Intellectual Property and its Protection Methods (TLDR)

Intellectual property may consist of ideas, procedures, mathematical formulas, source code, and other unique abstract entities used by a given company. Intellectual property is key to successful competition in most industries. In order protect intellectual property, there is a wide variety of laws and processes that are employed.

Patent Law

Patents are legal records that allow companies to protect their registered ownership of an idea for a limited amount of time. This allows them to enjoy the temporary exclusive competitive edge of a new idea in exchange of  public disclosure of the intellectual property. Eventually, patents expire, allowing other businesses to enjoy the idea as well. Patent law is designed to encourage innovation without engaging in excessive gatekeeping.

Trade Secrets

Trade secrets are industry-specific and closely guarded pieces of intellectual property; they have no legal protection, and it is up to individual companies to guard these trade secrets against various types of compromise. Trade secrets may be compromised by internal employees, who may be disgruntled and choose to leak the information to exact revenge. On the other hand, trade secrets may be stolen or compromised by cyberattacks or even outright physical theft. However, trade secrets can also be compromised by less sneaky threat: inadvertent leaking of data to business partners. All of these these threats can be mitigated using the right careful procedures.

To protect against all of these threats, companies may implement non-disclosure agreements, carefully monitor access of systems, treat employees well, and keep track of which employees are very displeased with the company. Protecting trade secrets from physical threats may be accomplished by cybersecurity methods such as encryption and firewalls in addition to increasing physical security practices. In order to prevent business partners from stealing secrets, control and monitor external access to sensitive information very closely.

However, even the measures mentioned above may often be more complicated than may appear; detailed internal measures will need to be implemented. Companies need to categorize and prioritize which pieces of information need security, how much security to implement, and establish a system for levels of information access based on a hierarchy of roles. Further, companies must have policies and procedure planned for continually monitoring and logging the access of every copy of sensitive information and vigorously train employees how to treat each type of information based on the level of access they are permitted. Also, since information will inevitably be handled by people outside of the company, it is important to ensure that proper legal documentation and procedures are put in place to guard internal data that is used externally.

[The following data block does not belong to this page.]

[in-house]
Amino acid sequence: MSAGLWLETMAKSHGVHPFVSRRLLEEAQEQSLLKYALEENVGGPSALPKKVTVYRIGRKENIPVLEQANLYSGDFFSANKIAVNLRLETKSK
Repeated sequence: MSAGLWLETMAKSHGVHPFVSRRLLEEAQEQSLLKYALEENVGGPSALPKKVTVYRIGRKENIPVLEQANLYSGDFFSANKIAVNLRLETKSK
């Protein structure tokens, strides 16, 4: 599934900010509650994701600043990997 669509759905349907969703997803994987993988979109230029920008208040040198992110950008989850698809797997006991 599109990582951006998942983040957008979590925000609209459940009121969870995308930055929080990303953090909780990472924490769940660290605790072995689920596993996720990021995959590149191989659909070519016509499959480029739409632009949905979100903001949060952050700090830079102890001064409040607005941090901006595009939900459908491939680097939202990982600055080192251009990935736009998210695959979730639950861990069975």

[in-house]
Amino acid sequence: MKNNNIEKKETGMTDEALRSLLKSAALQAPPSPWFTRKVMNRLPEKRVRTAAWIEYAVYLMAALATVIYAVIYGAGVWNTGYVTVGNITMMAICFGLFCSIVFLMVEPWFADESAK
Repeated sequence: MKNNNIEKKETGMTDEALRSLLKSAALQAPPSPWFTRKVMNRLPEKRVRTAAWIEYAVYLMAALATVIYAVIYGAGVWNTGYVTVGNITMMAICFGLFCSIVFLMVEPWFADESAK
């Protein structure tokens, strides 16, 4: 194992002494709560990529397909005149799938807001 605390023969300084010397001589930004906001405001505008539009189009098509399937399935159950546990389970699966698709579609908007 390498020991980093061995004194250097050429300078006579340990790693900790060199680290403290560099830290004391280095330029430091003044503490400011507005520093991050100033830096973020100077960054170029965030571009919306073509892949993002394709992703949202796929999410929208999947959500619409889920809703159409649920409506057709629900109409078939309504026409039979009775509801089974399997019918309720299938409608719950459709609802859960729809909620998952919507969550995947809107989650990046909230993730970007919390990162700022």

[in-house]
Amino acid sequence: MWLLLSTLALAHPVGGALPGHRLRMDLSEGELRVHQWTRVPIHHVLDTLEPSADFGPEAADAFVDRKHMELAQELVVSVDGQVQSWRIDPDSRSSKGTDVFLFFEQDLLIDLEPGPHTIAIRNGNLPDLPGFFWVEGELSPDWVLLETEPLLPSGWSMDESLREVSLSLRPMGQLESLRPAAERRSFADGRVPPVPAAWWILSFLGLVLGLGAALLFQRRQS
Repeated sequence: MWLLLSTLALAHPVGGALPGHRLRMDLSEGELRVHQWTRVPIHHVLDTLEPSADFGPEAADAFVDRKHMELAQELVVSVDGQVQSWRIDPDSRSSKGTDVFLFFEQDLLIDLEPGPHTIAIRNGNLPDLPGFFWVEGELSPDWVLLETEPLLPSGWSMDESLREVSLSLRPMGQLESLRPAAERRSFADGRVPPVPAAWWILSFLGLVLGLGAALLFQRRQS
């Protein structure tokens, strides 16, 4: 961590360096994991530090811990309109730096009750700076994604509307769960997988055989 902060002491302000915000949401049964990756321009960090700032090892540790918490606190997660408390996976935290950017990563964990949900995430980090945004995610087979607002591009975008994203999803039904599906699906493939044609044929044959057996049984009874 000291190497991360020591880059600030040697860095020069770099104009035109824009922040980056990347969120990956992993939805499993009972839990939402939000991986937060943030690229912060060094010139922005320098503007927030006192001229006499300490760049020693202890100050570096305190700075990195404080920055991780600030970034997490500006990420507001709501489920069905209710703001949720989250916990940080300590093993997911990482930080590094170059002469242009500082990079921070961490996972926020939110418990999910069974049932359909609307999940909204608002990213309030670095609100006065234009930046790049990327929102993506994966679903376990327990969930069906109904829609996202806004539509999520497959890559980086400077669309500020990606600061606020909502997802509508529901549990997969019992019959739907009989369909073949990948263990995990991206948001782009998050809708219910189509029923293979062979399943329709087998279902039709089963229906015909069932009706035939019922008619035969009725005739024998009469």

Finally, if against all efforts, there is a data breach or theft, the company needs to have a plan in place for appropriate investigation and prosecution.

To summarize, here are some prevention procedures:

  • internal monitoring: detailed logs, analytics, statistics
  • internal access controls: prioritize data, establish role hierarchies, train employees on how to hold and guard intellectual information, the “need to know” principle
  • internal protection: encryption, limiting physical access, non-disclosure agreements
  • external monitoring: make sure access controls and legal protection (patents, copyright, etc) are implemented, non-disclosure agreements are signed, and have an attorney help manage this
  • external protection: encryption, firewalls, secure passwords, and other anti-hacker and anti-malware protection measures, the “need to know” principle, use advantages as quickly and efficiently as possible


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